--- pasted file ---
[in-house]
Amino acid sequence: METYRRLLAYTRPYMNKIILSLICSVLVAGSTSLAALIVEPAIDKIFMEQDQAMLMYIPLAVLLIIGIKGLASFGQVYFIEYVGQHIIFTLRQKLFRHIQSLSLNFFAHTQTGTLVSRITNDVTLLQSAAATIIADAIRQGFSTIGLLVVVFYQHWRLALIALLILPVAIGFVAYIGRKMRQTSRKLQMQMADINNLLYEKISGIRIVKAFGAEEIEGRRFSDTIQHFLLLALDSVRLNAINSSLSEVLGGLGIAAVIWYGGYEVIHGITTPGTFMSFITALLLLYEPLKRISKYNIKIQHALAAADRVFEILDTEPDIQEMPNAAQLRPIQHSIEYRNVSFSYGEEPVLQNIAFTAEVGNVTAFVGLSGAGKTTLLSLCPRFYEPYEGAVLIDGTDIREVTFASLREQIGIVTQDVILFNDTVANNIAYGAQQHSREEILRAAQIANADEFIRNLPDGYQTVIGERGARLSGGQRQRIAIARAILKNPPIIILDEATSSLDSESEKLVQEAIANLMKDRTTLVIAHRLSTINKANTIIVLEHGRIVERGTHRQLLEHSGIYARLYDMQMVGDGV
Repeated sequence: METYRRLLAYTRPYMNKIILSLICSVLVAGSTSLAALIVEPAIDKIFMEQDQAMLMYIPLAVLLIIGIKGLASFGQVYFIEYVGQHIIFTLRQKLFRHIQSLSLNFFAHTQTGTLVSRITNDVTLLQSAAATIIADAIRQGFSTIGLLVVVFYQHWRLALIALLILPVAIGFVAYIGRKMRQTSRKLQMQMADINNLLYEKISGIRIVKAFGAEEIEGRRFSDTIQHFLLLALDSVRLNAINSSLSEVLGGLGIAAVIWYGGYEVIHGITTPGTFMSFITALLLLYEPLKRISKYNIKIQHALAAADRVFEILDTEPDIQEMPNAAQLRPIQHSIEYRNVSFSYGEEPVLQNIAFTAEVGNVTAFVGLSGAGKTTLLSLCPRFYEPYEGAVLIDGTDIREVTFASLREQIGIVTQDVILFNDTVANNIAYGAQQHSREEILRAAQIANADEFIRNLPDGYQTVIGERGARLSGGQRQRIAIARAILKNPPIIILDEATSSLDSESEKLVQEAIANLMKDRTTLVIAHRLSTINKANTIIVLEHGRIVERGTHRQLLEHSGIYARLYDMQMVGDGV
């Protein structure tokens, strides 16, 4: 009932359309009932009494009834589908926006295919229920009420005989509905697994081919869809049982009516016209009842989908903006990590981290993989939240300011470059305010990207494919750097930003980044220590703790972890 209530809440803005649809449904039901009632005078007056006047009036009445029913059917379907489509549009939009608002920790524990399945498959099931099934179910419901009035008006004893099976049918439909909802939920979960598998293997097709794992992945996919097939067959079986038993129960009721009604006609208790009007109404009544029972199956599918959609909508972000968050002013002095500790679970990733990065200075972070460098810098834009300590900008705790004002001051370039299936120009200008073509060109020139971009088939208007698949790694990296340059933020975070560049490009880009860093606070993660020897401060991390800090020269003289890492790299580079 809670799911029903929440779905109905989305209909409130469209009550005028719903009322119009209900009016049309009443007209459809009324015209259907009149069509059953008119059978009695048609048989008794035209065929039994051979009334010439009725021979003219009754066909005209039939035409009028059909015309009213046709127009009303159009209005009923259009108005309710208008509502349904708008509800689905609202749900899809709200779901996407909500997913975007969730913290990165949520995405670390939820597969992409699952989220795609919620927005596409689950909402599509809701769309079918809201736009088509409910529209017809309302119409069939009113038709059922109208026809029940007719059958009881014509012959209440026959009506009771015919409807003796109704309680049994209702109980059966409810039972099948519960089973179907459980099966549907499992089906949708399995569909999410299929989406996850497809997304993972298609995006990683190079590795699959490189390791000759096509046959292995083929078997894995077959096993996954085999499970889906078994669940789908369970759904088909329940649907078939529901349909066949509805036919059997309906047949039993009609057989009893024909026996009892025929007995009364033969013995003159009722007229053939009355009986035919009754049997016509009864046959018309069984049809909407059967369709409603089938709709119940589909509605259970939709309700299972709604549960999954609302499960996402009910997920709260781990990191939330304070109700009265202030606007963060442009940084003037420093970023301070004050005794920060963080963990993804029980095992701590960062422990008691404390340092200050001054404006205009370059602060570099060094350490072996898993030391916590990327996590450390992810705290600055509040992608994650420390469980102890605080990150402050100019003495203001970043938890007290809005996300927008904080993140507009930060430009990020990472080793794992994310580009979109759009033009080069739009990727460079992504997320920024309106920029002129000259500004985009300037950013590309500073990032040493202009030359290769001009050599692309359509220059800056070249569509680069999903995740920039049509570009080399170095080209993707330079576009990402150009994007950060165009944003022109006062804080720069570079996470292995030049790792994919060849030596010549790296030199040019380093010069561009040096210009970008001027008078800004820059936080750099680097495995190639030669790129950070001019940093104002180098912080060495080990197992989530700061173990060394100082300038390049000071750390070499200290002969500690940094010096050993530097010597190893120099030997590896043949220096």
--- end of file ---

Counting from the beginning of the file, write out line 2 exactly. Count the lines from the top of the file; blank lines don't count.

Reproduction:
Amino acid sequence: METYRRLLAYTRPYMNKIILSLICSVLVAGSTSLAALIVEPAIDKIFMEQDQAMLMYIPLAVLLIIGIKGLASFGQVYFIEYVGQHIIFTLRQKLFRHIQSLSLNFFAHTQTGTLVSRITNDVTLLQSAAATIIADAIRQGFSTIGLLVVVFYQHWRLALIALLILPVAIGFVAYIGRKMRQTSRKLQMQMADINNLLYEKISGIRIVKAFGAEEIEGRRFSDTIQHFLLLALDSVRLNAINSSLSEVLGGLGIAAVIWYGGYEVIHGITTPGTFMSFITALLLLYEPLKRISKYNIKIQHALAAADRVFEILDTEPDIQEMPNAAQLRPIQHSIEYRNVSFSYGEEPVLQNIAFTAEVGNVTAFVGLSGAGKTTLLSLCPRFYEPYEGAVLIDGTDIREVTFASLREQIGIVTQDVILFNDTVANNIAYGAQQHSREEILRAAQIANADEFIRNLPDGYQTVIGERGARLSGGQRQRIAIARAILKNPPIIILDEATSSLDSESEKLVQEAIANLMKDRTTLVIAHRLSTINKANTIIVLEHGRIVERGTHRQLLEHSGIYARLYDMQMVGDGV